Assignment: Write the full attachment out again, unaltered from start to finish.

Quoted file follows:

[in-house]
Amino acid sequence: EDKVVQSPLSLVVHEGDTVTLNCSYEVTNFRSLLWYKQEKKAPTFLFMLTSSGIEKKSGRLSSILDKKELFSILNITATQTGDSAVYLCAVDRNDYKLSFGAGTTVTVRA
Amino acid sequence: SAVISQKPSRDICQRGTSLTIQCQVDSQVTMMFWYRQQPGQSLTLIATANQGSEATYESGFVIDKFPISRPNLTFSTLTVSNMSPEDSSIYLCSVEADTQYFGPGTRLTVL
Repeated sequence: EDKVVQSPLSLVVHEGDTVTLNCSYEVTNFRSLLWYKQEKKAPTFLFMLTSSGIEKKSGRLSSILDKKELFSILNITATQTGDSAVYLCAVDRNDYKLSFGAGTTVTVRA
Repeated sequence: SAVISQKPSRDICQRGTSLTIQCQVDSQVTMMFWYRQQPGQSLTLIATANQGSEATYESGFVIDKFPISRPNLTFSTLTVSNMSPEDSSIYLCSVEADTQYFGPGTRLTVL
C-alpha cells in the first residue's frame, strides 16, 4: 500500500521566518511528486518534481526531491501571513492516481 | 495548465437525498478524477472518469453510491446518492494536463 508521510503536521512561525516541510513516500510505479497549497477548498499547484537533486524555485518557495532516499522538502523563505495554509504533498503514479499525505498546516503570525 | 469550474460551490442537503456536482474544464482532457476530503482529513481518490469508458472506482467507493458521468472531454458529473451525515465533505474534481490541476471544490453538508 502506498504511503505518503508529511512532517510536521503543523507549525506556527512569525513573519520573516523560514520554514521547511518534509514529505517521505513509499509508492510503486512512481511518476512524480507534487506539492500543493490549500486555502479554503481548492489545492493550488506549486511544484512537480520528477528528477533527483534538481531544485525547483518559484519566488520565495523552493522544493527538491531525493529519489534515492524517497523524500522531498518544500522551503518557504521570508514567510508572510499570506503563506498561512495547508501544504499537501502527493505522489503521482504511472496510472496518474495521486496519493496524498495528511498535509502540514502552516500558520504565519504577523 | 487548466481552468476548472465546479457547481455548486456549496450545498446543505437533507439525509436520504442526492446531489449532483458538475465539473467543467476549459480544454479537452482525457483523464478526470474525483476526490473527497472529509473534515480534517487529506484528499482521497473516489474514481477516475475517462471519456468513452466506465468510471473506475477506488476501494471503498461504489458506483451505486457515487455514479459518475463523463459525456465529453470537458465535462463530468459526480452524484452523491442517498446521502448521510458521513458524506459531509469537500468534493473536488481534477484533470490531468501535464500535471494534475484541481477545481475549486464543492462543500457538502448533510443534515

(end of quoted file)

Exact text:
[in-house]
Amino acid sequence: EDKVVQSPLSLVVHEGDTVTLNCSYEVTNFRSLLWYKQEKKAPTFLFMLTSSGIEKKSGRLSSILDKKELFSILNITATQTGDSAVYLCAVDRNDYKLSFGAGTTVTVRA
Amino acid sequence: SAVISQKPSRDICQRGTSLTIQCQVDSQVTMMFWYRQQPGQSLTLIATANQGSEATYESGFVIDKFPISRPNLTFSTLTVSNMSPEDSSIYLCSVEADTQYFGPGTRLTVL
Repeated sequence: EDKVVQSPLSLVVHEGDTVTLNCSYEVTNFRSLLWYKQEKKAPTFLFMLTSSGIEKKSGRLSSILDKKELFSILNITATQTGDSAVYLCAVDRNDYKLSFGAGTTVTVRA
Repeated sequence: SAVISQKPSRDICQRGTSLTIQCQVDSQVTMMFWYRQQPGQSLTLIATANQGSEATYESGFVIDKFPISRPNLTFSTLTVSNMSPEDSSIYLCSVEADTQYFGPGTRLTVL
C-alpha cells in the first residue's frame, strides 16, 4: 500500500521566518511528486518534481526531491501571513492516481 | 495548465437525498478524477472518469453510491446518492494536463 508521510503536521512561525516541510513516500510505479497549497477548498499547484537533486524555485518557495532516499522538502523563505495554509504533498503514479499525505498546516503570525 | 469550474460551490442537503456536482474544464482532457476530503482529513481518490469508458472506482467507493458521468472531454458529473451525515465533505474534481490541476471544490453538508 502506498504511503505518503508529511512532517510536521503543523507549525506556527512569525513573519520573516523560514520554514521547511518534509514529505517521505513509499509508492510503486512512481511518476512524480507534487506539492500543493490549500486555502479554503481548492489545492493550488506549486511544484512537480520528477528528477533527483534538481531544485525547483518559484519566488520565495523552493522544493527538491531525493529519489534515492524517497523524500522531498518544500522551503518557504521570508514567510508572510499570506503563506498561512495547508501544504499537501502527493505522489503521482504511472496510472496518474495521486496519493496524498495528511498535509502540514502552516500558520504565519504577523 | 487548466481552468476548472465546479457547481455548486456549496450545498446543505437533507439525509436520504442526492446531489449532483458538475465539473467543467476549459480544454479537452482525457483523464478526470474525483476526490473527497472529509473534515480534517487529506484528499482521497473516489474514481477516475475517462471519456468513452466506465468510471473506475477506488476501494471503498461504489458506483451505486457515487455514479459518475463523463459525456465529453470537458465535462463530468459526480452524484452523491442517498446521502448521510458521513458524506459531509469537500468534493473536488481534477484533470490531468501535464500535471494534475484541481477545481475549486464543492462543500457538502448533510443534515